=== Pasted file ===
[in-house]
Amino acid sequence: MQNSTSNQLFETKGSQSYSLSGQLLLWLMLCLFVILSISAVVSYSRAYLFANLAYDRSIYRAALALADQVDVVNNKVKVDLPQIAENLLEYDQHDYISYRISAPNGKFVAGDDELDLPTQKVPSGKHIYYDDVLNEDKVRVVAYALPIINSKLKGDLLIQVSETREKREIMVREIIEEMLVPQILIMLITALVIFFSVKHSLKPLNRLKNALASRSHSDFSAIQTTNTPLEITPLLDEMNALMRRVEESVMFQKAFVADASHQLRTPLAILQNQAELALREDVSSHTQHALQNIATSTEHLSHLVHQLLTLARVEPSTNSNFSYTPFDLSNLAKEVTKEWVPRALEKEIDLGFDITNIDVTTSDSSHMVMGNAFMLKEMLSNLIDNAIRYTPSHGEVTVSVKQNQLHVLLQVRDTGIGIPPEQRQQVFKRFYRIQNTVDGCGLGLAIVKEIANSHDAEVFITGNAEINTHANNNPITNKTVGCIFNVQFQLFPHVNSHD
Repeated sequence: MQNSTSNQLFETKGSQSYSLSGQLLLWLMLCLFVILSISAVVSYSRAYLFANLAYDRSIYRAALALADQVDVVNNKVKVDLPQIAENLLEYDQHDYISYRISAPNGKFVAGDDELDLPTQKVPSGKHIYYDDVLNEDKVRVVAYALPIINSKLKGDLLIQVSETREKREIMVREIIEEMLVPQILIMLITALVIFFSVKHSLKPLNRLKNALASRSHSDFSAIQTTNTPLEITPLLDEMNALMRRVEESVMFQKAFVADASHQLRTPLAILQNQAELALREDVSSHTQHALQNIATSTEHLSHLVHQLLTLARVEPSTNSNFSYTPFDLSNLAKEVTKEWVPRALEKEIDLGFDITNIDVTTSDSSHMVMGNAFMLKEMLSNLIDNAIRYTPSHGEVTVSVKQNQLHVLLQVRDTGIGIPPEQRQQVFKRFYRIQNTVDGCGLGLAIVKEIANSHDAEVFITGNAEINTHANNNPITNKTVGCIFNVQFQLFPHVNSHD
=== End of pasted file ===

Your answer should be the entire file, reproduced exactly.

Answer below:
[in-house]
Amino acid sequence: MQNSTSNQLFETKGSQSYSLSGQLLLWLMLCLFVILSISAVVSYSRAYLFANLAYDRSIYRAALALADQVDVVNNKVKVDLPQIAENLLEYDQHDYISYRISAPNGKFVAGDDELDLPTQKVPSGKHIYYDDVLNEDKVRVVAYALPIINSKLKGDLLIQVSETREKREIMVREIIEEMLVPQILIMLITALVIFFSVKHSLKPLNRLKNALASRSHSDFSAIQTTNTPLEITPLLDEMNALMRRVEESVMFQKAFVADASHQLRTPLAILQNQAELALREDVSSHTQHALQNIATSTEHLSHLVHQLLTLARVEPSTNSNFSYTPFDLSNLAKEVTKEWVPRALEKEIDLGFDITNIDVTTSDSSHMVMGNAFMLKEMLSNLIDNAIRYTPSHGEVTVSVKQNQLHVLLQVRDTGIGIPPEQRQQVFKRFYRIQNTVDGCGLGLAIVKEIANSHDAEVFITGNAEINTHANNNPITNKTVGCIFNVQFQLFPHVNSHD
Repeated sequence: MQNSTSNQLFETKGSQSYSLSGQLLLWLMLCLFVILSISAVVSYSRAYLFANLAYDRSIYRAALALADQVDVVNNKVKVDLPQIAENLLEYDQHDYISYRISAPNGKFVAGDDELDLPTQKVPSGKHIYYDDVLNEDKVRVVAYALPIINSKLKGDLLIQVSETREKREIMVREIIEEMLVPQILIMLITALVIFFSVKHSLKPLNRLKNALASRSHSDFSAIQTTNTPLEITPLLDEMNALMRRVEESVMFQKAFVADASHQLRTPLAILQNQAELALREDVSSHTQHALQNIATSTEHLSHLVHQLLTLARVEPSTNSNFSYTPFDLSNLAKEVTKEWVPRALEKEIDLGFDITNIDVTTSDSSHMVMGNAFMLKEMLSNLIDNAIRYTPSHGEVTVSVKQNQLHVLLQVRDTGIGIPPEQRQQVFKRFYRIQNTVDGCGLGLAIVKEIANSHDAEVFITGNAEINTHANNNPITNKTVGCIFNVQFQLFPHVNSHD